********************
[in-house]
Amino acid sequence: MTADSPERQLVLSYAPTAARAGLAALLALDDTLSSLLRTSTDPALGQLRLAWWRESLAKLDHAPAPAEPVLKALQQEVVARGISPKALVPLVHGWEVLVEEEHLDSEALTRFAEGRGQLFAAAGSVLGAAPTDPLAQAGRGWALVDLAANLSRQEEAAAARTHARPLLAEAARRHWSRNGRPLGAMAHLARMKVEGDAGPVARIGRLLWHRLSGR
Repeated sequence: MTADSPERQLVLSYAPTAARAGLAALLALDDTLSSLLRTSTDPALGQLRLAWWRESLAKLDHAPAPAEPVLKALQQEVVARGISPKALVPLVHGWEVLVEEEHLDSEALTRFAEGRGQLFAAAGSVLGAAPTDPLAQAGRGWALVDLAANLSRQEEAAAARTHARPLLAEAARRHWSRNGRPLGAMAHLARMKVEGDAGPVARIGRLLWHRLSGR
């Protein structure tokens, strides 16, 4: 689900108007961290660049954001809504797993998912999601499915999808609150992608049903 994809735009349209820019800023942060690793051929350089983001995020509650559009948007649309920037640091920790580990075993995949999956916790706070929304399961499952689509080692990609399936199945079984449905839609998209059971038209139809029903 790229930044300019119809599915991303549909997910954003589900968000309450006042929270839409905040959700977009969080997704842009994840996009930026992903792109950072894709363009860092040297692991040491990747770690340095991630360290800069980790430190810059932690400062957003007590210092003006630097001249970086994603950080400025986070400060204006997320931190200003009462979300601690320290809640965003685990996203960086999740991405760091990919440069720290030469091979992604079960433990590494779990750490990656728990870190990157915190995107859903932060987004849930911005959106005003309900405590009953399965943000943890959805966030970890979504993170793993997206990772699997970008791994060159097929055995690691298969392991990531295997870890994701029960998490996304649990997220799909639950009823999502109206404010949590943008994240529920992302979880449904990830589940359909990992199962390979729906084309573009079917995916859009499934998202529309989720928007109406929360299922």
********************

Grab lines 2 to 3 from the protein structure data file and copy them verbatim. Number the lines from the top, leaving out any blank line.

Amino acid sequence: MTADSPERQLVLSYAPTAARAGLAALLALDDTLSSLLRTSTDPALGQLRLAWWRESLAKLDHAPAPAEPVLKALQQEVVARGISPKALVPLVHGWEVLVEEEHLDSEALTRFAEGRGQLFAAAGSVLGAAPTDPLAQAGRGWALVDLAANLSRQEEAAAARTHARPLLAEAARRHWSRNGRPLGAMAHLARMKVEGDAGPVARIGRLLWHRLSGR
Repeated sequence: MTADSPERQLVLSYAPTAARAGLAALLALDDTLSSLLRTSTDPALGQLRLAWWRESLAKLDHAPAPAEPVLKALQQEVVARGISPKALVPLVHGWEVLVEEEHLDSEALTRFAEGRGQLFAAAGSVLGAAPTDPLAQAGRGWALVDLAANLSRQEEAAAARTHARPLLAEAARRHWSRNGRPLGAMAHLARMKVEGDAGPVARIGRLLWHRLSGR